A Fort Collins Police Services officer ticketed Wiemold during the early morning of Sept. 11, 2018, after finding him asleep in his car at the Poudre rest area off Interstate 25 and Prospect Road. Wiemold was homeless at the time and working as manager of Catholic Charities homeless shelter in Fort Collins. The shelter rules prohibit employees from staying there or fraternizing with shelter guests. Because of shelter population overlap, he couldn’t stay at Fort Collins Rescue Mission either.
Both shelters were also full that night, according to court records.
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Police went to the rest stop that morning to enforce the camping ban after the rest area supervisor texted an officer “complaining about people who are homeless in the area” and repeatedly asking them “to force the individuals who are homeless to leave the rest area,” according to court records. The supervisor said there were ongoing issues with homeless campers in the area causing damage, and the area is designated for two-hour parking.
Police ticketed six homeless people who were sleeping in their cars, according to court records. They didn’t ticket truckers who were sleeping at the rest area, according to ACLU representatives, who argued police were selectively enforcing the camping ban. Field didn’t rule on the selective enforcement question.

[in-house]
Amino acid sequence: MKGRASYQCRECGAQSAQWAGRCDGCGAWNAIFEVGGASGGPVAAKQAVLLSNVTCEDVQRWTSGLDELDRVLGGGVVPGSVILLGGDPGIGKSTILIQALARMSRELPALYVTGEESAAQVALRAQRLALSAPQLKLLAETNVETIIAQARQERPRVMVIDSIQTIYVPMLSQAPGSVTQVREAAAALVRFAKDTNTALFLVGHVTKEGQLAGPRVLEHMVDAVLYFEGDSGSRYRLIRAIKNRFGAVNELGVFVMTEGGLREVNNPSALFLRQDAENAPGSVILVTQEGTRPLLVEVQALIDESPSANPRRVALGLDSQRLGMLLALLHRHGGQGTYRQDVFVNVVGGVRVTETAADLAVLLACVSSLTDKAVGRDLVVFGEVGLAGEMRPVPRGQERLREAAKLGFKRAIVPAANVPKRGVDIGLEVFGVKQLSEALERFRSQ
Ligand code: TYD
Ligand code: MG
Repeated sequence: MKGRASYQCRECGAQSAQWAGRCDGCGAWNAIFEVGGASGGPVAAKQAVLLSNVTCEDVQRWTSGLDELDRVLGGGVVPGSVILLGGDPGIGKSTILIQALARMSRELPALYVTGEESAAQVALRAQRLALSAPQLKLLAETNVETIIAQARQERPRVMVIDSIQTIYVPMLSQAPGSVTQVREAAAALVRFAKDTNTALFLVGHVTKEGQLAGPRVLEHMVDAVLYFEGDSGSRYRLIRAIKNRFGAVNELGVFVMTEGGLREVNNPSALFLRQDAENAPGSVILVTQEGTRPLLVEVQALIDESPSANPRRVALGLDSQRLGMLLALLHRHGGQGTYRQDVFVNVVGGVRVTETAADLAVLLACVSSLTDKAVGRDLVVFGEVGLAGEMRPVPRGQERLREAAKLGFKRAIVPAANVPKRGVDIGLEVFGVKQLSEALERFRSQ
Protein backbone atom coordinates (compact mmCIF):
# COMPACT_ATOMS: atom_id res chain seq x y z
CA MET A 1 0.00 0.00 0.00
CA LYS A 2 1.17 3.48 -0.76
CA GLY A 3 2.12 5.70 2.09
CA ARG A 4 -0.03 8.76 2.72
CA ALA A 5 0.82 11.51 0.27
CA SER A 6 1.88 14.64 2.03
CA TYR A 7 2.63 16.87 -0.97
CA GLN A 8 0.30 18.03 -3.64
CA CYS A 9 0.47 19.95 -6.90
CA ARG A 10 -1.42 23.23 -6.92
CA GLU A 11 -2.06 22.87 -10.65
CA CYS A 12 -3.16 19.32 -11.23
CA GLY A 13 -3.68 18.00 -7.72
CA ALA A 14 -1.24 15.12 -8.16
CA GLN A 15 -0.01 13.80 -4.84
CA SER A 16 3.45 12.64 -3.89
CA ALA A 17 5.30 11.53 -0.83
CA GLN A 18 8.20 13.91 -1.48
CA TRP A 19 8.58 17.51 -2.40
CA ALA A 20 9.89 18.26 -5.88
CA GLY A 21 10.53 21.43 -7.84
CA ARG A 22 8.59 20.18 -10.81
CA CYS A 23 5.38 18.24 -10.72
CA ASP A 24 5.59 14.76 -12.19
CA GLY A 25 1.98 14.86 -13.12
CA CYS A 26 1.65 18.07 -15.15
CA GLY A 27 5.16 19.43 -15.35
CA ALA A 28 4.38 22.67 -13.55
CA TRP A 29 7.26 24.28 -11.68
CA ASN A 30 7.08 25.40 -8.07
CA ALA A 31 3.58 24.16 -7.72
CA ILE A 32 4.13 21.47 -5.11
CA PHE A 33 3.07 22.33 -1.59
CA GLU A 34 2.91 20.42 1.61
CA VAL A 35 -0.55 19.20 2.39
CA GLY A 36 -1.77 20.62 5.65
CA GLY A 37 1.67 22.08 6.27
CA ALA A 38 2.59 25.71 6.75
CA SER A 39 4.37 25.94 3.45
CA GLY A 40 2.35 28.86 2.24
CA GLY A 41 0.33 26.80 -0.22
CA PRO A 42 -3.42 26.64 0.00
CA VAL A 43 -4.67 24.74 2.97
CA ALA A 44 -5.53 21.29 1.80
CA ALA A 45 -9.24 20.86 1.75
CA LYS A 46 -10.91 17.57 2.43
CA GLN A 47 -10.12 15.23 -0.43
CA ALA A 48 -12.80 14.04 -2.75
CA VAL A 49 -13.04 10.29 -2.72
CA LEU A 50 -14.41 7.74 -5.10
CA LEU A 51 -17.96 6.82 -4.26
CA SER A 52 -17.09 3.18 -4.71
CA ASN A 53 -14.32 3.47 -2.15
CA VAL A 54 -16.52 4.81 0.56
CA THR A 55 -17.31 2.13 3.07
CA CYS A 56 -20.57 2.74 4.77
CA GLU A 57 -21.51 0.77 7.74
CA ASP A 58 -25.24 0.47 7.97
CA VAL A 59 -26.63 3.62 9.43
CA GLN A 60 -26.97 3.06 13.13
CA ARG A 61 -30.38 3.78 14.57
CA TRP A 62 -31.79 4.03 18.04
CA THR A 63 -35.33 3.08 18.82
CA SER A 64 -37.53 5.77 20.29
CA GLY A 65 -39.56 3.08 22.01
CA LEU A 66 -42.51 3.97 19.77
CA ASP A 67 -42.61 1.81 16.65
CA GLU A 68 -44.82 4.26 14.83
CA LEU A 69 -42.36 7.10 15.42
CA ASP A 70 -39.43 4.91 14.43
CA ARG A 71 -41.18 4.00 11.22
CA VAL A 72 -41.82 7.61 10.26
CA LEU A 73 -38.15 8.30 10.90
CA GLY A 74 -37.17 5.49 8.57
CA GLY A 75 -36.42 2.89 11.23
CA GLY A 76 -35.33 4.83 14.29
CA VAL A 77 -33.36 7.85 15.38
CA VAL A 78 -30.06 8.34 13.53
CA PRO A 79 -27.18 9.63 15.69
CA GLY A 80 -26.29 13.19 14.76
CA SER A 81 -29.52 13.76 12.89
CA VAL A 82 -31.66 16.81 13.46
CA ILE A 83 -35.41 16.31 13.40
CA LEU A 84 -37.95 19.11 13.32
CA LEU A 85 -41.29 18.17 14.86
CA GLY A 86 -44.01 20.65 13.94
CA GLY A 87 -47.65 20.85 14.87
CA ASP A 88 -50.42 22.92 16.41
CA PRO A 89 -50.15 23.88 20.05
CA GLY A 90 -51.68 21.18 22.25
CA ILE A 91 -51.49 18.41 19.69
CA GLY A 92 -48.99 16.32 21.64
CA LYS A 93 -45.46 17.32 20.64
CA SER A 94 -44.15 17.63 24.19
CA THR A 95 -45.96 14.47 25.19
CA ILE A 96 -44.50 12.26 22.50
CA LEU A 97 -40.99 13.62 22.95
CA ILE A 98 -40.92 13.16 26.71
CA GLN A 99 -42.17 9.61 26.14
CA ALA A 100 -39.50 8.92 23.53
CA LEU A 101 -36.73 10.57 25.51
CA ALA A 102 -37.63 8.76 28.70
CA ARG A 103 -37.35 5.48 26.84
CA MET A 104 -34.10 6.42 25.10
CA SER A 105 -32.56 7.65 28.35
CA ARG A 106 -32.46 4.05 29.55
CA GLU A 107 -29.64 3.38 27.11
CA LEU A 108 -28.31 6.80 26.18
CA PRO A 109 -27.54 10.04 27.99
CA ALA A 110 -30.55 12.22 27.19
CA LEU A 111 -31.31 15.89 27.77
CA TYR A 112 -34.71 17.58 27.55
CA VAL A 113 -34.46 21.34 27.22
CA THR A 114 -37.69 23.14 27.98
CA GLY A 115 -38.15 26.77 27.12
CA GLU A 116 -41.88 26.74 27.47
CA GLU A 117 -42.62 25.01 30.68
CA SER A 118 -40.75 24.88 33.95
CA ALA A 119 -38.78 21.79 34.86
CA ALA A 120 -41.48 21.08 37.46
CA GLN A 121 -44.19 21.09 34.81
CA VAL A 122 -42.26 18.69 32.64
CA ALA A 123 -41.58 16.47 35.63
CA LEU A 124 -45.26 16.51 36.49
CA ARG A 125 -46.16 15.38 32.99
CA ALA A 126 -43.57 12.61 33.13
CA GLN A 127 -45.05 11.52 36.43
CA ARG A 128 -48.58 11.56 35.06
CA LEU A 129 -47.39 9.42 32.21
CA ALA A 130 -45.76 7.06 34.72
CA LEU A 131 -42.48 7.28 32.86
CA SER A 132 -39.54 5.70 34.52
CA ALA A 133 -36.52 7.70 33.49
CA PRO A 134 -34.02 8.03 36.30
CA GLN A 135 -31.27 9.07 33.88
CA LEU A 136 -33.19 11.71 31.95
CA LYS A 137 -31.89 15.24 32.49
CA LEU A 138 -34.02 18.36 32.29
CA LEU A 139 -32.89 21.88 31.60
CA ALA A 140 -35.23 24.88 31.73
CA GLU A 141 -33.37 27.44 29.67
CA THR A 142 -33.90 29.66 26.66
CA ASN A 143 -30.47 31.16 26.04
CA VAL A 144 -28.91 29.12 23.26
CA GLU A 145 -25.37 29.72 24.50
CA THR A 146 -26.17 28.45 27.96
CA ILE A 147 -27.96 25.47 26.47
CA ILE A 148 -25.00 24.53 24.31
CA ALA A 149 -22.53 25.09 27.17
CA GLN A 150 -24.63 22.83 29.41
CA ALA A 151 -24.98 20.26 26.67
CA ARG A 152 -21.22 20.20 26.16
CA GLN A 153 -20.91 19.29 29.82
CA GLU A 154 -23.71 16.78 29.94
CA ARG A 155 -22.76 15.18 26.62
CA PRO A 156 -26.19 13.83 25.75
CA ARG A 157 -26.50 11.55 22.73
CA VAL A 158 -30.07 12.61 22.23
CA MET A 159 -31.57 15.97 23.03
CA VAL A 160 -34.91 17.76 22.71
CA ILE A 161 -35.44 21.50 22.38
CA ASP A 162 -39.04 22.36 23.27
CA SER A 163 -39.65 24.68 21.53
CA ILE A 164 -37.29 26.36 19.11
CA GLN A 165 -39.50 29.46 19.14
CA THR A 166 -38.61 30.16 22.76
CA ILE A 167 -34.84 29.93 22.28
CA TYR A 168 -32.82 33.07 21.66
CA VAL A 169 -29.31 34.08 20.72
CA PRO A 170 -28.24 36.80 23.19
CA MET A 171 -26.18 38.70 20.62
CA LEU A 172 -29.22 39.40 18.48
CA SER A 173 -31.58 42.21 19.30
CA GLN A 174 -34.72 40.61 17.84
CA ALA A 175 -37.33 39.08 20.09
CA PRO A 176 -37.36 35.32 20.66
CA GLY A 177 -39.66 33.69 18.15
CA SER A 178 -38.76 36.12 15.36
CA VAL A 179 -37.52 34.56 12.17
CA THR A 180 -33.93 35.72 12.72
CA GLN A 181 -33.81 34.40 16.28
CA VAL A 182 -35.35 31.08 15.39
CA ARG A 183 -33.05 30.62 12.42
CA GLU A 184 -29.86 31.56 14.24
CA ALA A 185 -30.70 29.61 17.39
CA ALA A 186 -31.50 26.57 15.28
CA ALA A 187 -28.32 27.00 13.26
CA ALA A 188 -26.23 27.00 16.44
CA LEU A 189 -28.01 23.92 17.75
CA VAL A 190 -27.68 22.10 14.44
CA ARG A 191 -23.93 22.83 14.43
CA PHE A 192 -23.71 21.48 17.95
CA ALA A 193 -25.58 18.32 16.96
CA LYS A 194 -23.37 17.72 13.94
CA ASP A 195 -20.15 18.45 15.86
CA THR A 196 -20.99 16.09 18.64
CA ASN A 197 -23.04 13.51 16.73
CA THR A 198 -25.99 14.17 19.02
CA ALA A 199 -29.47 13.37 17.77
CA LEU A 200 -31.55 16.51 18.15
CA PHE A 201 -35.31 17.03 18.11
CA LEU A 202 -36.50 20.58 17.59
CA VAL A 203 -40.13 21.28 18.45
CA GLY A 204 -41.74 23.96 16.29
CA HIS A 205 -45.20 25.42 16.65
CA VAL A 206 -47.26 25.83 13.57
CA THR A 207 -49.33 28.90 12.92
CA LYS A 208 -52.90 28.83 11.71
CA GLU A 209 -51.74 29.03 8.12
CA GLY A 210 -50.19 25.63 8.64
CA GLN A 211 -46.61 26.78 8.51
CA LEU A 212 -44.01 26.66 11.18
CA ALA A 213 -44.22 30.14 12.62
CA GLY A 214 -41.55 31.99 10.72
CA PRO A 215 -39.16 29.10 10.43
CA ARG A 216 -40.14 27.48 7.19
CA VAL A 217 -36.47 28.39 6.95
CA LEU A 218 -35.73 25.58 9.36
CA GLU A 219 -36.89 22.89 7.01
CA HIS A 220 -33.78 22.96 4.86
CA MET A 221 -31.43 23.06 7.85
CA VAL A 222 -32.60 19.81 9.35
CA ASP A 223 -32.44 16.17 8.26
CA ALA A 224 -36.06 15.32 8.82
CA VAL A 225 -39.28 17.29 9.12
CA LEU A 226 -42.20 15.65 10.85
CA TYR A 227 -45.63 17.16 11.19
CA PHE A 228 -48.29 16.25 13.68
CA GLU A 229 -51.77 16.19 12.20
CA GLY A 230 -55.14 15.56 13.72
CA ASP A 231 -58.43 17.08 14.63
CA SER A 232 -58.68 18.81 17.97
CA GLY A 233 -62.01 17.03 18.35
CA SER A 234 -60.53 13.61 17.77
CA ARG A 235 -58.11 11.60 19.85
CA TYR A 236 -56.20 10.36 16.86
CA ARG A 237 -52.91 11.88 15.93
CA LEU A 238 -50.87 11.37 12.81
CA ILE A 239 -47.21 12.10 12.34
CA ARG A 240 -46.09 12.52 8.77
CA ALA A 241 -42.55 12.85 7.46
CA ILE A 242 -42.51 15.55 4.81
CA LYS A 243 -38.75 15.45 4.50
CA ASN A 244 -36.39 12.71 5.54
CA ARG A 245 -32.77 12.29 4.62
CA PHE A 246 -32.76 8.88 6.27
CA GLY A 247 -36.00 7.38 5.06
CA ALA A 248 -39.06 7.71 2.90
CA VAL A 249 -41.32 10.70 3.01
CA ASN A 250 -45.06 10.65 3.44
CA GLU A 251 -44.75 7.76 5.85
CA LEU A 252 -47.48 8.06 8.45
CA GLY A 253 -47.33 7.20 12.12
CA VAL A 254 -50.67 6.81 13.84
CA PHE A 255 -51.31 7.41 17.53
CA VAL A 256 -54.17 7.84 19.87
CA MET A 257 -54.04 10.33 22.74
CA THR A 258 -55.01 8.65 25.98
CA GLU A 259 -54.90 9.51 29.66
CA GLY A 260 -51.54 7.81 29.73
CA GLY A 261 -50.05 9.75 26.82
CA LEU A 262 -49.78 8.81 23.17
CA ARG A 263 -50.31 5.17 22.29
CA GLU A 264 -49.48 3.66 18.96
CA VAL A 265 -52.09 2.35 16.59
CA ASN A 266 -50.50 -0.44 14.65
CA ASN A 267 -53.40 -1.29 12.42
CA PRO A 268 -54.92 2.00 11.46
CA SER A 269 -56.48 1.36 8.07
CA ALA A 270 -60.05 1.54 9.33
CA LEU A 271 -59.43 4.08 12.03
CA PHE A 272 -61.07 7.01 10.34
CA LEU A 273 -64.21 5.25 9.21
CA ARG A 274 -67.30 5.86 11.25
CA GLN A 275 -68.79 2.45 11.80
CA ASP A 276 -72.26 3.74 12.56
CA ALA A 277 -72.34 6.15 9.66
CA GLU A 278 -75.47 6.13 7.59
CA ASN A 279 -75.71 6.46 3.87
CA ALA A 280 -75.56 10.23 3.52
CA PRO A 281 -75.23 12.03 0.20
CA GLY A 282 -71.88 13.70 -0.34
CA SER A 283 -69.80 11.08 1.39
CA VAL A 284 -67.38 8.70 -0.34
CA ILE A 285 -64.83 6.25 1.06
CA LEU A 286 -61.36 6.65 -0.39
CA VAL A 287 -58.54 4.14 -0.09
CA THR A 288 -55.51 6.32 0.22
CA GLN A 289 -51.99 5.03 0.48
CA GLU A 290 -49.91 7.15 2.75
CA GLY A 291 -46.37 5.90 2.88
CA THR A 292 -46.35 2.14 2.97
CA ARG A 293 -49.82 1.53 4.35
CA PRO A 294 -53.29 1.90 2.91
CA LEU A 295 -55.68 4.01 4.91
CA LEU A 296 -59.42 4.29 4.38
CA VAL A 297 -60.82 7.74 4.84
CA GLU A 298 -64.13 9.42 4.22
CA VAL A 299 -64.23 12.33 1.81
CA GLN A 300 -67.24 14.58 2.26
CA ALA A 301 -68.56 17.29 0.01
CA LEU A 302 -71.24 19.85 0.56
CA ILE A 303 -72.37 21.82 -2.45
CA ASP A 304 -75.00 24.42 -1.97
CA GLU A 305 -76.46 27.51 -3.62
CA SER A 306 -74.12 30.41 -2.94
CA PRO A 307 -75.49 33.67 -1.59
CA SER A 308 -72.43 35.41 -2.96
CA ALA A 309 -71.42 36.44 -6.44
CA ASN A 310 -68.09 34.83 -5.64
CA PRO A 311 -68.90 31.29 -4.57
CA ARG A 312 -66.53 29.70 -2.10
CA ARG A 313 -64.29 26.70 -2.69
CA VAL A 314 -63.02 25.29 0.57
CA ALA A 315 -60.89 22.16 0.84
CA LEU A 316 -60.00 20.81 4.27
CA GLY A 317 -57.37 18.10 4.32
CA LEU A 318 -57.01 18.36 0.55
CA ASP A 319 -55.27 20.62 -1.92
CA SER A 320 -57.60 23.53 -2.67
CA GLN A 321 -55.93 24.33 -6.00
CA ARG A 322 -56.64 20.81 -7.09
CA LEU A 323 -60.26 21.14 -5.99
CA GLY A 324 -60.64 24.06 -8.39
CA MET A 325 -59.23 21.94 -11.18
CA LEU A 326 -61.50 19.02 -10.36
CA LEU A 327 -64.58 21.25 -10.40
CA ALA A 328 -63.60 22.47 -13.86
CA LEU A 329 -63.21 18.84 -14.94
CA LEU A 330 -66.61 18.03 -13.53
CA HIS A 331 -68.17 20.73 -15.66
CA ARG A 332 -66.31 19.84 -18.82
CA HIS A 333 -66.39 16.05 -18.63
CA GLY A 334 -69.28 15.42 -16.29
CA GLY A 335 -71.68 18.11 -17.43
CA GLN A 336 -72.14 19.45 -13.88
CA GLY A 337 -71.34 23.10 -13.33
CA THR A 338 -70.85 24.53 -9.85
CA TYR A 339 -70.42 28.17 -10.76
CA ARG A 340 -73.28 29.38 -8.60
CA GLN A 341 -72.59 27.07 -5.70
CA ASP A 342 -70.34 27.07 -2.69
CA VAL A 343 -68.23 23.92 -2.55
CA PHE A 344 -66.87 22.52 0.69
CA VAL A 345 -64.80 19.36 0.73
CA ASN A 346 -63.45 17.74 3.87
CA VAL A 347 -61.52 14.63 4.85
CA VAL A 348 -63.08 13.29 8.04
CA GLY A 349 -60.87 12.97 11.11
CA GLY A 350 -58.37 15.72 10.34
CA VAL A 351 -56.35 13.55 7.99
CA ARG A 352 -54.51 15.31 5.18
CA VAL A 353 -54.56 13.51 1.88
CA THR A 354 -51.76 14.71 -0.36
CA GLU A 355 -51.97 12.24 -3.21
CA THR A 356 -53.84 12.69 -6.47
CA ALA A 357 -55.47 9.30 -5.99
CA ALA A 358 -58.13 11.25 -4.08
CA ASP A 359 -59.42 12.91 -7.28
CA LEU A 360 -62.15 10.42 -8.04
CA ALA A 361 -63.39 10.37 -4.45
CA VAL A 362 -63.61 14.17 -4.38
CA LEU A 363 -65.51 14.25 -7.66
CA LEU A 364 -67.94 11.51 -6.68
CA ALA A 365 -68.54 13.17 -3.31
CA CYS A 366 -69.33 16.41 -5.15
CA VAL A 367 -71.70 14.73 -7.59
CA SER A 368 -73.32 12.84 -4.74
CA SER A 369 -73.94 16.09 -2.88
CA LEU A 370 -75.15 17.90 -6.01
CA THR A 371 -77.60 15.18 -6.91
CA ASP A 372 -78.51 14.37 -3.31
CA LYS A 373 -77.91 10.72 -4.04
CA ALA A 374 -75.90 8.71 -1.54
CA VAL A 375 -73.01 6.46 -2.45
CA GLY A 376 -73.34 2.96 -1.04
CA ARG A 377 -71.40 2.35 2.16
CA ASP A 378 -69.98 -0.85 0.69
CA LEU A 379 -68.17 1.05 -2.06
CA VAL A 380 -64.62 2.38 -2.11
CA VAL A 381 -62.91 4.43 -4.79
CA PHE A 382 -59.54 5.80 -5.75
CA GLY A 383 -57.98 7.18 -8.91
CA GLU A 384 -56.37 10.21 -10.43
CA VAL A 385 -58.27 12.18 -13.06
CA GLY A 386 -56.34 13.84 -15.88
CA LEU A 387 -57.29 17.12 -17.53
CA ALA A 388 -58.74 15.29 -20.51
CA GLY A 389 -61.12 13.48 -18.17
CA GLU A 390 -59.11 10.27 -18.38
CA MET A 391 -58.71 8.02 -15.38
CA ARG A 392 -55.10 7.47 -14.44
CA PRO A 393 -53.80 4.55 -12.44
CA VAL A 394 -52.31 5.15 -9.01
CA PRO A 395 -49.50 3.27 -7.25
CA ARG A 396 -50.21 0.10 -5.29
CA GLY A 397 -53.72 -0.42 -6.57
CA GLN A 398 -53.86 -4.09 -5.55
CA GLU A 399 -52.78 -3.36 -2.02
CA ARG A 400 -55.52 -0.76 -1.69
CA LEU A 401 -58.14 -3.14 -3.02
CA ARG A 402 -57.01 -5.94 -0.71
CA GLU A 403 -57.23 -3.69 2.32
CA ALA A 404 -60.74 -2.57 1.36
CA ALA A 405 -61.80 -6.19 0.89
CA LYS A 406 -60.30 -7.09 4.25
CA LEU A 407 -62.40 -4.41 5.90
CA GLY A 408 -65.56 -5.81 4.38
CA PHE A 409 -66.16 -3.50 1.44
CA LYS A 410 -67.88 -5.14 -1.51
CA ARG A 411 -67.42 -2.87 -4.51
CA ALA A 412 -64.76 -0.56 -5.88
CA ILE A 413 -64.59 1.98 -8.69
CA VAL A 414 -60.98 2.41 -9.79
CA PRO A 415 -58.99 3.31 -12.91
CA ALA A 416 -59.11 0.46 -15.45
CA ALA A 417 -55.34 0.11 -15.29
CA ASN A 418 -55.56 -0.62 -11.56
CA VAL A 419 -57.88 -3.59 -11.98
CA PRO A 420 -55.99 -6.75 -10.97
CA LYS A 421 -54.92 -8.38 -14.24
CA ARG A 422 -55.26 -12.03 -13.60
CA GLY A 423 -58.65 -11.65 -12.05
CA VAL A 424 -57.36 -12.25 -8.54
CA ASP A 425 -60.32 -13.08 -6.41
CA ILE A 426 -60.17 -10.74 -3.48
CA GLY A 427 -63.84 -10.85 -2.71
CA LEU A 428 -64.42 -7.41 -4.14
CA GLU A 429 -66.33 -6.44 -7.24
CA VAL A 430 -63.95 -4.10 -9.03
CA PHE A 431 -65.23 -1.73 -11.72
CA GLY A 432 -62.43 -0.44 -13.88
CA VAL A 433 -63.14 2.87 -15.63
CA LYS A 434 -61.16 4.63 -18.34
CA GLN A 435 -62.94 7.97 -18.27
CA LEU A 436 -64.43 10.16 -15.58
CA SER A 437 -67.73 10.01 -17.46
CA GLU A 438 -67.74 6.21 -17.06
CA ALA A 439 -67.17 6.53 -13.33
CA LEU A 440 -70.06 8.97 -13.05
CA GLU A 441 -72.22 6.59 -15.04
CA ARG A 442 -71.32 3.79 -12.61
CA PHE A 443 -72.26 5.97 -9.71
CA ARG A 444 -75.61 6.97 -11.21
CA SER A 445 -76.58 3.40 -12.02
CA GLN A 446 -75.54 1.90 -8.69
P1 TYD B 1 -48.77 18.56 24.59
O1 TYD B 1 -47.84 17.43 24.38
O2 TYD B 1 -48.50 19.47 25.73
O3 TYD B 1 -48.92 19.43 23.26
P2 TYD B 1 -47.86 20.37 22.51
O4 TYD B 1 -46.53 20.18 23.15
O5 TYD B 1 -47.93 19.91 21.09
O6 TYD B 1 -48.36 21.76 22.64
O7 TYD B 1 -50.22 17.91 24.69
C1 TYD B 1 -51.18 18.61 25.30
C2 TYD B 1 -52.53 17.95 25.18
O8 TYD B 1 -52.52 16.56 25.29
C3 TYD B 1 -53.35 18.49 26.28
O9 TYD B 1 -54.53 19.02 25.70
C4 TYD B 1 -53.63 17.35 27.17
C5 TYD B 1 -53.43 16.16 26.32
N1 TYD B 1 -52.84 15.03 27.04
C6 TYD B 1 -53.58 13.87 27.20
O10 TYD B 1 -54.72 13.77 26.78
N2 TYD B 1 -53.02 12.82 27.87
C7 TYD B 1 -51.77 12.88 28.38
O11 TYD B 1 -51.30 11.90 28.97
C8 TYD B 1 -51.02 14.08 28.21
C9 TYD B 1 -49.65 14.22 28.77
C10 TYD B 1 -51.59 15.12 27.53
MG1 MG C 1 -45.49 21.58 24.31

Field’s ruling directs Fort Collins’ municipal court to dismiss the charge against Wiemold, who is now housed. He said in a statement that the news of the ruling brought him a sense of relief.
“It’s great to know that I won’t have to have this on my record based on what I was going through in my life at that time,” he said in an ACLU news release. “I’m happy that this case could potentially help other people who are experiencing homelessness.”
The District Court ruling represents the first Colorado appellate ruling to adopt the same reasoning as a widely publicized 2018 ruling in the 9th Circuit Court of Appeals. That ruling declared it unconstitutional to prosecute someone for sleeping outside if the person has no choice. The court ruled that enforcing a ban on sleeping outside violates the Eighth Amendment prohibition of cruel and unusual punishment.
Fort Collins city code states that people can’t sleep in public places that are not designated for camping, such as specific recreation areas, or on private properties, except temporarily with permission of the owner. Violating that section of city code is considered a criminal misdemeanor.